have voted down a bid to put a Serb mayor in control of Srebrenica for the first time since the massacre of 8,000 Muslims in the town by Bosnian Serb forces in 1995.
Once predominantly Muslim, Srebrenica was the site of the worst mass killing on European soil since World War Two, when Bosnian Serb forces killed Muslim men and boys near the end of the country’s 1992-95 war.
Barely 15 percent of the town’s 27,600 pre-war Muslim residents, known as Bosniaks, have returned, leaving Serbs the majority. Many of the others are scattered across Bosnia and around the world.
In previous years, Bosnia’s international peace overseers intervened to allow those Bosniaks who had not returned and were not registered in Srebrenica to vote, but they refrained from doing so this year in a more hands-off approach.
A Bosnian Serb party, which disputes a United Nations ruling that the Srebrenica killings constituted genocide, launched a bid to win the post of mayor in the local election on October 7.
Many Bosniaks saw the prospect of a Serb mayor taking control as a threat to their efforts to keep the memory of the crime alive and to the status of a memorial complex where more than 5,600 victims of the massacres are interred.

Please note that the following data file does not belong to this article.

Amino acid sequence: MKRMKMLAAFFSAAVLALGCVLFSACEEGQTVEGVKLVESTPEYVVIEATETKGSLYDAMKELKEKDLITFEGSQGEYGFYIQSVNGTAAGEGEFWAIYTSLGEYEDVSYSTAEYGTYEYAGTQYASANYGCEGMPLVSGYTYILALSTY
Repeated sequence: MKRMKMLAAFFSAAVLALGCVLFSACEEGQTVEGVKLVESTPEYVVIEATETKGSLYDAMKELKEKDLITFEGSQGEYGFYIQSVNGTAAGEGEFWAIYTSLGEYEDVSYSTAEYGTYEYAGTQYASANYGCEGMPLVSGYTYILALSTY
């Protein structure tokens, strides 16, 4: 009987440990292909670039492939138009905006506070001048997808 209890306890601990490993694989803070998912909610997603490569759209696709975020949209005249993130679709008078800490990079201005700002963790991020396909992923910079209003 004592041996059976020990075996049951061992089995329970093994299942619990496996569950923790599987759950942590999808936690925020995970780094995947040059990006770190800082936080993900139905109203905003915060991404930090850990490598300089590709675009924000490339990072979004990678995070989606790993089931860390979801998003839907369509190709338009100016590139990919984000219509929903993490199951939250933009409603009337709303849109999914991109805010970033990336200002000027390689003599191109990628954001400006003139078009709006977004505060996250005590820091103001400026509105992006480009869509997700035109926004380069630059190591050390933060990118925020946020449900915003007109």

Camil Durakovic, the Bosniak candidate, led the drive to register some 2,000 absent voters, and a final vote count at the weekend showed him to be the victor.
“If it wasn’t for this registration of voters, I would have never won,” Durakovic told Reuters. “From today, I’ll be the mayor of all citizens of Srebrenica.”
A coalition of Serb parties has complained of irregularities and urged a partial repeat of the vote.
“The decision as to who will run the town for the next four years was brought by people who don’t live there,” said Rajko Vasic, a senior member of the Alliance of Independent Social Democrats led by Milorad Dodik, leader of Bosnia’s autonomous Serb Republic.
Reporting By Daria Sito-Sucic and Gordana Katana, Editing by Matt Robinson and Charlotte Cooper